Posted by Debra Worley - email
RALEIGH, NC (WECT) - Jokes are in full bloom on April 1, and in efforts to help North Carolina consumers avoid getting fooled by frauds and scams, the attorney general compiled a list of consumer complaints.
"April Fool's Day is a popular time for tricks, but scammers work year-round to try to trick you out of your money," said Attorney General Roy Cooper. "Making smart choices with your money is especially important in this economy. Protect yourself by learning about common consumer problems and how you can avoid them."
According to the attorney general's office, more than 19,000 consumers complained to the Consumer Protection Division of the North Carolina Attorney General's Office about frauds, scams, disputes or bad deals.
Cooper offered the following tips to help consumers steer clear of scams and bad deals:
"Scammers really ramp up their efforts during tough times," said Cooper in a statement. "Let my office know if you don't get what you paid for or spot a potential scam."
North Carolina consumers who have a problem with a business can file a complaint with the Attorney General's Consumer Protection Division.
To file a complaint, call 1-877-5-NO-SCAM toll-free within North Carolina or download a complaint form from www.ncdoj.gov.
Below is a list of the top ten complaints provided from the Attorney General's Office:
1. Health Care: In 2008, a total of 4,202 North Carolinians filed complaints about health insurance, health care providers, health products and services. Consumers often have problems with medical billing practices or have trouble getting copies of their medical records. For help with health insurance issues such as grievances, appeals, and external reviews, consumers can contact Attorney General Roy Cooper's Managed Care Patient Assistance Program by calling (919) 733-MCPA or (866) 867-MCPA (toll-free in North Carolina), by emailing MCPA@ncdoj.gov, or by visiting www.ncdoj.gov.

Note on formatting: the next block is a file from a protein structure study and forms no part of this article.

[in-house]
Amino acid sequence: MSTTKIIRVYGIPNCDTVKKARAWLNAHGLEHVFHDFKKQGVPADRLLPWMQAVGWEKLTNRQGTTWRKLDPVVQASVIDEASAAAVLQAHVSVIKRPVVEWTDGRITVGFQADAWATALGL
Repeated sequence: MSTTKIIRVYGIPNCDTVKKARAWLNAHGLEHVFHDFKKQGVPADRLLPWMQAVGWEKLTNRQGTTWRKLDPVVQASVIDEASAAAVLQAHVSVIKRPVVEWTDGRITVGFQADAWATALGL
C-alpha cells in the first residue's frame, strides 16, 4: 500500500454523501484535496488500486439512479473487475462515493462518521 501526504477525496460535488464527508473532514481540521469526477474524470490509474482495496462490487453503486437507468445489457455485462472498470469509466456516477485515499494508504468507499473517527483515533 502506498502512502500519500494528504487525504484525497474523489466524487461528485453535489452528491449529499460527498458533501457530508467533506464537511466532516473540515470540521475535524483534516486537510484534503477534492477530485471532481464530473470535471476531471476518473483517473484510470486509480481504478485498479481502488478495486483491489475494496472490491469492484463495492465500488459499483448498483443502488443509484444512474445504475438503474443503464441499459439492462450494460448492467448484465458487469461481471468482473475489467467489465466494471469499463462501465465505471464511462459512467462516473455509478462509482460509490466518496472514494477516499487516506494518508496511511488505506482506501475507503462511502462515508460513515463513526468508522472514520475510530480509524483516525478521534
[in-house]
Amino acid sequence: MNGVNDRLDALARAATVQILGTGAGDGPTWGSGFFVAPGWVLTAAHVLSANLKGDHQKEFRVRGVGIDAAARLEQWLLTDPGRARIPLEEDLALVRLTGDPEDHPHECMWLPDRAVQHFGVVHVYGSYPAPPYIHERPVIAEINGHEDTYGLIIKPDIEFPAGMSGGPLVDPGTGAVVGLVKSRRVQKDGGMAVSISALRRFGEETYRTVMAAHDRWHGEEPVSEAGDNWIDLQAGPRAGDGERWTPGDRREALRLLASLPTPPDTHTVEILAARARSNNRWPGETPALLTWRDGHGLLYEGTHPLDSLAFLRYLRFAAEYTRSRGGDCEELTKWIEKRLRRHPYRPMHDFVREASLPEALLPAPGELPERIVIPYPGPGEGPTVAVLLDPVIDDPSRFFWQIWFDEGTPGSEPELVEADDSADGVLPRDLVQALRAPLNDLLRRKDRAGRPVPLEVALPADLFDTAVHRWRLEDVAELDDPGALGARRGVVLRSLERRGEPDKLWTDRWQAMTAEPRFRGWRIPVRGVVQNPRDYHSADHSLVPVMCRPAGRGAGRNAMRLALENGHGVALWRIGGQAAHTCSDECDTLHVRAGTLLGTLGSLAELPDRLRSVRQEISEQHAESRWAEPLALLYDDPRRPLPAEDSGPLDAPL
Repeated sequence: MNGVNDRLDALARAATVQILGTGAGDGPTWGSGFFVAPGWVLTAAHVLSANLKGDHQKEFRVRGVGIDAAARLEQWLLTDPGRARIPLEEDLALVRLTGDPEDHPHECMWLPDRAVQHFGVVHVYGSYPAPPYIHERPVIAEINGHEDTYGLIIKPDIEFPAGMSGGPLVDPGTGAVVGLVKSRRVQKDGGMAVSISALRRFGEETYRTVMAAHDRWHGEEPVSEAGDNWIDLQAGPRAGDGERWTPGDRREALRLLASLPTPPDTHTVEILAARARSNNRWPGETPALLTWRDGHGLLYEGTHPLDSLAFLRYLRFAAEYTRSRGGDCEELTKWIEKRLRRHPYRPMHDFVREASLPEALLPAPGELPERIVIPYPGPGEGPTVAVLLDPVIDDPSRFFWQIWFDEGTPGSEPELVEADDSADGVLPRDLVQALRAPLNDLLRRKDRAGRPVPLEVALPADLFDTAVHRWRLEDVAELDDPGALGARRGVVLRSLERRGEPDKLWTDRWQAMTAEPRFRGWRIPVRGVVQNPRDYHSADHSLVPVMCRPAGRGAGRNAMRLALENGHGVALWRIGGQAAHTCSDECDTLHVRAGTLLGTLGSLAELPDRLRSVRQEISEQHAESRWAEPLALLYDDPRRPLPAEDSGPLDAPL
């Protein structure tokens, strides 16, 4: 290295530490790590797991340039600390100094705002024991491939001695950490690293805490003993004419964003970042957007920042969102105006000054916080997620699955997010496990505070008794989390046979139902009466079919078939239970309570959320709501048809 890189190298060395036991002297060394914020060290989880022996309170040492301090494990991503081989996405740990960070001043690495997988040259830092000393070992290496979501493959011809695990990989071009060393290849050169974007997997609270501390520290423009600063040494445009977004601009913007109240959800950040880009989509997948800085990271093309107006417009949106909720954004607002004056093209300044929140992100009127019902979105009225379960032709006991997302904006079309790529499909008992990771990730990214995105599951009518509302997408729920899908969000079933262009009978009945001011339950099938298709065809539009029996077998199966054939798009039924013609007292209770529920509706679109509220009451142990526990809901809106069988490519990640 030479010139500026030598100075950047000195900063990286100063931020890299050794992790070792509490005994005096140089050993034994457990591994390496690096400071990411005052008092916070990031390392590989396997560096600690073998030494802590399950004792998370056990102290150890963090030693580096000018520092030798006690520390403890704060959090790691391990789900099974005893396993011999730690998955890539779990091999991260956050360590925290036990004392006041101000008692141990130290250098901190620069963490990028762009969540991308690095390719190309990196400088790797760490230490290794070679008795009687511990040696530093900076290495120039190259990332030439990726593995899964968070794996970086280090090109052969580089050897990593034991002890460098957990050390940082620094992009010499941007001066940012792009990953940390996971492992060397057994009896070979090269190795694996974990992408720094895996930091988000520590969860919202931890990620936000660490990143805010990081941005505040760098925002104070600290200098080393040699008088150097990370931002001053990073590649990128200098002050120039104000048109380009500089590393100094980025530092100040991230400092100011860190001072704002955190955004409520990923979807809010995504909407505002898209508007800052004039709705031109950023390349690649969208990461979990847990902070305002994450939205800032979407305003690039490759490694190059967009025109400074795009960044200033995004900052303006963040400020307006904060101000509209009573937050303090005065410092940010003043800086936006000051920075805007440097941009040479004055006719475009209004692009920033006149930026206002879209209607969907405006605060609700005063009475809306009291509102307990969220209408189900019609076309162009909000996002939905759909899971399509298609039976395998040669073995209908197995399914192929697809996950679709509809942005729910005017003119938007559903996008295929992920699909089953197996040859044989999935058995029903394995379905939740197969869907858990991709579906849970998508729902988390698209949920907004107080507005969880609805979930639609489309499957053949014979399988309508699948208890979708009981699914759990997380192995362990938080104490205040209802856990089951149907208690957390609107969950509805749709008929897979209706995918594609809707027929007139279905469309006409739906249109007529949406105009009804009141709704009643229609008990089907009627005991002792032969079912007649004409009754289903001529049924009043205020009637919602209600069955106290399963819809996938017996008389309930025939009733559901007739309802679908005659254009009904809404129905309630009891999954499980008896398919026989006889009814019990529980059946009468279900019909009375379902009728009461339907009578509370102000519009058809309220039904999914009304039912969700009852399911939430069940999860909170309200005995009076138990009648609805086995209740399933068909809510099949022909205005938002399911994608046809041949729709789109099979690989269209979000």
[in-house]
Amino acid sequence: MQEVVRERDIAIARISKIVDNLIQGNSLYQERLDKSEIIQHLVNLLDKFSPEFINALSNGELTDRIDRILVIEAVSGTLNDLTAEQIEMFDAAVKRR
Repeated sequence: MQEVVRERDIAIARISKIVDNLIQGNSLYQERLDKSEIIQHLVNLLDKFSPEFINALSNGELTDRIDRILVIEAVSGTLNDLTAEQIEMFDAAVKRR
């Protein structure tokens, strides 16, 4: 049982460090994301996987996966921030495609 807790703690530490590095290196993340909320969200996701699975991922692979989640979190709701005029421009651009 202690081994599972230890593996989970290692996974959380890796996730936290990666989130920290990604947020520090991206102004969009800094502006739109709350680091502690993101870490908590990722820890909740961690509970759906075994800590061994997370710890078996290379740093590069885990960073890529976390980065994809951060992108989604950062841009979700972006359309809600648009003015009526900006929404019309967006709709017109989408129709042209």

2. Do Not Call/Unwanted Telemarketing Calls: 2,441 consumers filed complaints with our office about unwanted telemarketing calls in 2008. Among the top sources of complaints are offers for advance fee credit cards, free grants, or debt consolidation services. Many of these pitches are made using illegal robo calls which invite consumers to press a certain number if they wish to speak with a representative.
Since the Do Not Call Registry began in 2003, Cooper's office has taken action against dozens of companies for breaking Do Not Call laws, stopping the illegal calls and winning more than $1 million from violators. More than five million North Carolina telephone numbers are currently listed on the Do Not Call Registry. To sign up, go to www.donotcall.gov or call 1-888-382-1222 from the number you wish to register. To report telemarketers that break the law, call 1-877-5-NO-SCAM or go to www.ncdoj.gov for a complaint form.
3. Lending: 2,304 people complained to us about lenders. Complaints about loans often include problems with high interest rates, loan payment charges due to late or missed payments, adjustable rate mortgages, prepayment penalties and loan fees. Many consumers are looking for help dealing with foreclosure, or have fallen victim to a foreclosure assistance or loan modification scam. It's against North Carolina law to charge an upfront fee for foreclosure help.